Putting St. Joseph Back in Christmas

Here’s a story about St. Joseph, the hidden man of Christmas, on Slate.com.  What does his story have to say to modern-day believers?  Plenty.  For this story I interviewed both Lawrence Cunningham, professor of theology at Notre Dame, and Pheme Perkins professor of New Testament at Boston College.

Advertisement

--Perkins and Cunningham both see Joseph as a central figure in the Nativity story, one who can speak to contemporary men and women. The Gospel of Matthew makes clear that he is a "righteous man" who does what God asks of him. After discovering Mary’s pregnancy, Joseph thinks of "quietly" ending their marriage plans, so as not to "disgrace" her. But an angel reassures him in a dream. "Do not be afraid to take Mary as your wife," says the angel, who explains the unusual circumstances of the birth. Joseph’s "righteousness" enables him to listen to God and carry out his difficult task.

His personality shines through wordlessly. "Here is a model of someone who represents all the virtues in the Hebrew Bible," says Perkins. "He is asked to do something shocking, but because he’s righteous, he follows God’s guidance. And it’s no fun--not only to deal with that, but with the rest of the story--the flight into Egypt, too."

During that latter part of the Christmas story, when the holy family flees from the murderous King Herod, Joseph was responsible for protecting Mary and her son in extreme conditions. Moreover, says Perkins, "To have to take your family into Egypt--that’s not a direction that Jewish stories want to go. It’s the wrong way." She calls him a "model for how people can follow God through difficult times."

Maybe it’s time to take a fresh look at this "model" and restore him to his rightful place in the Christmas story. Remember his natural age. Reimagine him in our art. And recall his very human example of "following God through difficult times." That’s something that can offer encouragement not only to fathers but to every believer.--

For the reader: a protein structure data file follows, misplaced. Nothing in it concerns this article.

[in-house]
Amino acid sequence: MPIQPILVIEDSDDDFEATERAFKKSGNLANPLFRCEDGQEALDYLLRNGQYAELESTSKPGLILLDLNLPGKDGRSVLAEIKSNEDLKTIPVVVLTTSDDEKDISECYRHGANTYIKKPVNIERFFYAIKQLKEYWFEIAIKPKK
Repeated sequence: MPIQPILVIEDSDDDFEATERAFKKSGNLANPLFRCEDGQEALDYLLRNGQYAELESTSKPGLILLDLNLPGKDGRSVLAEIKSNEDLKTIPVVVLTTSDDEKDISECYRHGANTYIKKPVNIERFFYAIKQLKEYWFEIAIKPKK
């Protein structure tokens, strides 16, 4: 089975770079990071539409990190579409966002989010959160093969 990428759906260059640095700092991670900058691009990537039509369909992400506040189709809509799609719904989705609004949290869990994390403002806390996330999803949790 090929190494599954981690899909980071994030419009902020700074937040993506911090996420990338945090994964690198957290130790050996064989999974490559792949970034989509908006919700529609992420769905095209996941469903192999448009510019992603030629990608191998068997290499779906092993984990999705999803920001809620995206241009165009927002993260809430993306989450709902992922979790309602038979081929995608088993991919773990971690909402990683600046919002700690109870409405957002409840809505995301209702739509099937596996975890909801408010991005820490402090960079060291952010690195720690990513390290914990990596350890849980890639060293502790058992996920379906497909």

James Martin, SJ

(Photo of Oscar Isaac at St. Joseph in "The Nativity Story")

Comments are automatically closed two weeks after an article's initial publication. See our comments policy for more.
8 years 10 months ago
To my mind, the most recognizable quality of St. Joseph is that he did what was expected of him, without a lot of confab. Typical man, you might say.
8 years 9 months ago
I've long cherished this quote bout Joseph from the Jesuit Alfred Delp: Joseph is the man on the outskirts, standing in the shadows, silently waiting, there when wanted and always ready to help. He is the man in whose life God is constantly intervening with warnings and visions. Without complaint he allows his own plans to be set aside. . . . Willing, unquestioning service is the secret of his life. It is his message for us and his judgment of us. We have crabbed and confined God within the pitiable limits of our obstinacy, our complacency, our mania for ‘self-expression.’ We have given God only the minimum of recognition. . . . Fr. Alfred Delp, S.J., The Prison Meditations

Advertisement

Don't miss the best from America

Sign up for our Newsletter to get the Jesuit perspective on news, faith and culture.

The latest from america

It is astonishing to think that God would choose to enter the world this way: as a fragile newborn who could not even hold up his own head without help.
Ginny Kubitz MoyerOctober 20, 2017
Protestors rally to support Temporary Protected Status near the U.S. Capitol in Washington on Sept. 26. (CNS photo/Tyler Orsburn)
Around 200,000 Salvadorans and 57,000 Hondurans have been residing in the United States for more than 15 years under Temporary Protected Status. But that status is set to expire in early 2018.
J.D. Long-GarcíaOctober 20, 2017
At the heart of Anne Frank’s life and witness is a hopeful faith in humanity.
Leo J. O'Donovan, S.J.October 20, 2017
Forensic police work on the main road in Bidnija, Malta, which leads to Daphne Caruana Galizias house, looking for evidence on the blast that killed the journalist as she was leaving her home, Thursday, Oct. 19, 2017. Caruana Galizia, a harsh critic of Maltese Premier Joseph Muscat, and who reported extensively on corruption on Malta, was killed by a car bomb on Monday. (AP Photo/Rene Rossignaud)
Rarely does the death of a private citizen elicit a formal letter of condolence from the Pope.